It’s that time again! No, not pumpkin spice latte season (but yes, also that) — we’re actually talking about flu season. Flu shot reminders are popping up everywhere right now, from pharmacies to the pediatrician’s office. And despite the annual recurrence of the season, the influenza virus itself is always evolving and changing, which means every flu season is different.
Shalika Katugaha, MD, system medical director of Infectious Diseases at Baptist Health, is here to tell us what to expect during the 2023–2024 flu season and what that can mean for both adults and children.
When is flu season?
In the U.S., flu season occurs annually throughout the autumn and winter months, with activity generally peaking between December and February — although it can also continue into late spring, lasting as late as May. The specific timing of the flu season’s peak can be challenging to predict and even varies throughout different parts of the U.S.
“Flu is among the deadliest vaccine-preventable diseases in the country,” says Dr. Katugaha. “Annual vaccination is recommended for everyone 6 months and older. Also, the Centers for Disease Control and Prevention (CDC) recommends getting a flu shot before peak season. Make plans to get it in September or October.”
Preliminary CDC estimates from last year’s flu season show that those who did receive a flu shot were about 40% to 70% less likely to be hospitalized due to illness or related flu complications.
How do the predictions work?
In order to make more reliable predictions about what we may experience here in the United States every year, disease experts look at flu activity in the southern hemisphere and in Australia.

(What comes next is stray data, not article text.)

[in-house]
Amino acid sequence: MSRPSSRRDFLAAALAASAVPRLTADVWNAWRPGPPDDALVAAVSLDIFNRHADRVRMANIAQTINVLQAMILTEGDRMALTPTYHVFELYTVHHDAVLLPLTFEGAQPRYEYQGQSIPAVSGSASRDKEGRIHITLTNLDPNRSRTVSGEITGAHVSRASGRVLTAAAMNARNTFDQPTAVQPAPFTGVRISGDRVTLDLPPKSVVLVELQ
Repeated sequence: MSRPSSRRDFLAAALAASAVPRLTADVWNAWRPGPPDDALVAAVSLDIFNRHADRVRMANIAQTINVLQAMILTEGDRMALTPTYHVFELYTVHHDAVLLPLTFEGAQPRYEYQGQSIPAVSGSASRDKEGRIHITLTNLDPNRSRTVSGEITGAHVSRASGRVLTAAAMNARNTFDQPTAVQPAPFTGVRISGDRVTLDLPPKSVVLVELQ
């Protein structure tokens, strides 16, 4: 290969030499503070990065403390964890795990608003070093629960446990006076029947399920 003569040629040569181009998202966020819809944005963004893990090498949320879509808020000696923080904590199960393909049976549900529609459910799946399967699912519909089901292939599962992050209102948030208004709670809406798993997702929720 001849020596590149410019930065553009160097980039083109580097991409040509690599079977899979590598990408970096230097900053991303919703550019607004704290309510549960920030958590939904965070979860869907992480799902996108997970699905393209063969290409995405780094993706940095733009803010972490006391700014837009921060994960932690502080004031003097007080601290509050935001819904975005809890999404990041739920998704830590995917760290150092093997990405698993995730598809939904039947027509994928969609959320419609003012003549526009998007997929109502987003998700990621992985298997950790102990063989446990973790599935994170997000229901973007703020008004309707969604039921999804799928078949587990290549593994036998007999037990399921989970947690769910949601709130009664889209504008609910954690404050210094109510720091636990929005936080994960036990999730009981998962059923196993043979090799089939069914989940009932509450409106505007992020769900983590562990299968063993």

“Australia had an earlier-than-usual spike in flu illness this year,” says Dr. Katugaha. “This means we may have an earlier flu season here, as well.”
Dr. Katugaha also explains that because many folks are returning to their pre-COVID-19 behaviors (more socializing, less masking), we’ll likely encounter the same or similar respiratory virus seasons and patterns we noticed amongst children and adults before the pandemic.
That being said, Dr. Katugaha also assures that there’s no evidence to suggest that the flu or respiratory virus season this year will be any worse than it was before the pandemic hit.
What are the flu shot recommendations?
Dr. Katugaha recommends getting both the flu vaccine and COVID-19 booster, and they can even be done during the same appointment. Children aged 6 months and older are eligible to receive both the flu vaccine and COVID-19 booster.
“One way to improve your outlook every year is to get the influenza vaccine,” she says. “Also, remember it’s safe to get both the flu vaccine and a COVID-19 booster at the same time.”
Because the flu virus changes annually, the composition of the vaccines is also updated every year. All vaccine versions in the U.S. are “quadrivalent,” which means they can protect against four different strains.
In flu seasons prior to this year, doctors recommended that anyone with extreme egg allergies be vaccinated in a medical setting. Beginning in the 2023–2024 season, these added safety measures are no longer suggested.
For high-risk adults who are aged 65 and older, the CDC recommends a special flu vaccine that’s higher than the standard dose. Studies suggest that, in this particular age group, high-dose vaccines could serve as more effective than the standard version.
While flu vaccination is recommended for all children and adults by the end of October every year, getting the flu shot after October can still provide protection during the season’s peak, reminds Dr. Katugaha.
“This year’s respiratory vaccine landscape is different and more hopeful than last year’s because of new vaccines and treatments, like the COVID-19 vaccine booster, the RSV vaccine for adults, and the RSV antibody injection for infants,” says Dr. Katugaha. “The bottom line: Let’s roll up our sleeves.”
Need a flu shot?
Flu shots are available at CVS, Publix, Walgreens, and other retail locations — learn more at Get a Vaccine #FluVaxJax. Your primary care physician or your family’s pediatrician may also be offering the flu vaccine, just be sure to contact the office first to ensure adequate supply.